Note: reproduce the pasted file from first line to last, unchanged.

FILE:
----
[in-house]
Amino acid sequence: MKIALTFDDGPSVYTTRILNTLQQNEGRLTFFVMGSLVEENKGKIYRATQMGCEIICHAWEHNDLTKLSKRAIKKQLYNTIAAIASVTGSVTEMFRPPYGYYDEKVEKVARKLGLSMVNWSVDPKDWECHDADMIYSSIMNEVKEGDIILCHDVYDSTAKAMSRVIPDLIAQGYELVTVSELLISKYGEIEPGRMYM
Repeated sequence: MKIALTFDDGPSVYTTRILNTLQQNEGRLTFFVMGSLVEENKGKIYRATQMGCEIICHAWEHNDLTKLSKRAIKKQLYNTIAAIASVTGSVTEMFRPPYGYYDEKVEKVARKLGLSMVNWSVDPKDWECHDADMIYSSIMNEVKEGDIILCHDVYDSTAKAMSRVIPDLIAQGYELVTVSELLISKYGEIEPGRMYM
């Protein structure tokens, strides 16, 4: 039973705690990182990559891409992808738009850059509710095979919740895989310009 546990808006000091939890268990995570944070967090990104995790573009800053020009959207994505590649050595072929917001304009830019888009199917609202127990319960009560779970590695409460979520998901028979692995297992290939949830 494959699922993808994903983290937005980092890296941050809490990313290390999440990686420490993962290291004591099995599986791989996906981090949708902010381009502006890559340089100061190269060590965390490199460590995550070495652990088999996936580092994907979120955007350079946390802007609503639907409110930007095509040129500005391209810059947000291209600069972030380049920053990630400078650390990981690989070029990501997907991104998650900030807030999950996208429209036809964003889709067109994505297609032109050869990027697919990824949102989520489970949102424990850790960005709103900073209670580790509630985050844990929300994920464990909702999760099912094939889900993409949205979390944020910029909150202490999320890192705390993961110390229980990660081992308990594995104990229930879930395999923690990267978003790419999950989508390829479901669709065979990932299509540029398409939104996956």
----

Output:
[in-house]
Amino acid sequence: MKIALTFDDGPSVYTTRILNTLQQNEGRLTFFVMGSLVEENKGKIYRATQMGCEIICHAWEHNDLTKLSKRAIKKQLYNTIAAIASVTGSVTEMFRPPYGYYDEKVEKVARKLGLSMVNWSVDPKDWECHDADMIYSSIMNEVKEGDIILCHDVYDSTAKAMSRVIPDLIAQGYELVTVSELLISKYGEIEPGRMYM
Repeated sequence: MKIALTFDDGPSVYTTRILNTLQQNEGRLTFFVMGSLVEENKGKIYRATQMGCEIICHAWEHNDLTKLSKRAIKKQLYNTIAAIASVTGSVTEMFRPPYGYYDEKVEKVARKLGLSMVNWSVDPKDWECHDADMIYSSIMNEVKEGDIILCHDVYDSTAKAMSRVIPDLIAQGYELVTVSELLISKYGEIEPGRMYM
């Protein structure tokens, strides 16, 4: 039973705690990182990559891409992808738009850059509710095979919740895989310009 546990808006000091939890268990995570944070967090990104995790573009800053020009959207994505590649050595072929917001304009830019888009199917609202127990319960009560779970590695409460979520998901028979692995297992290939949830 494959699922993808994903983290937005980092890296941050809490990313290390999440990686420490993962290291004591099995599986791989996906981090949708902010381009502006890559340089100061190269060590965390490199460590995550070495652990088999996936580092994907979120955007350079946390802007609503639907409110930007095509040129500005391209810059947000291209600069972030380049920053990630400078650390990981690989070029990501997907991104998650900030807030999950996208429209036809964003889709067109994505297609032109050869990027697919990824949102989520489970949102424990850790960005709103900073209670580790509630985050844990929300994920464990909702999760099912094939889900993409949205979390944020910029909150202490999320890192705390993961110390229980990660081992308990594995104990229930879930395999923690990267978003790419999950989508390829479901669709065979990932299509540029398409939104996956």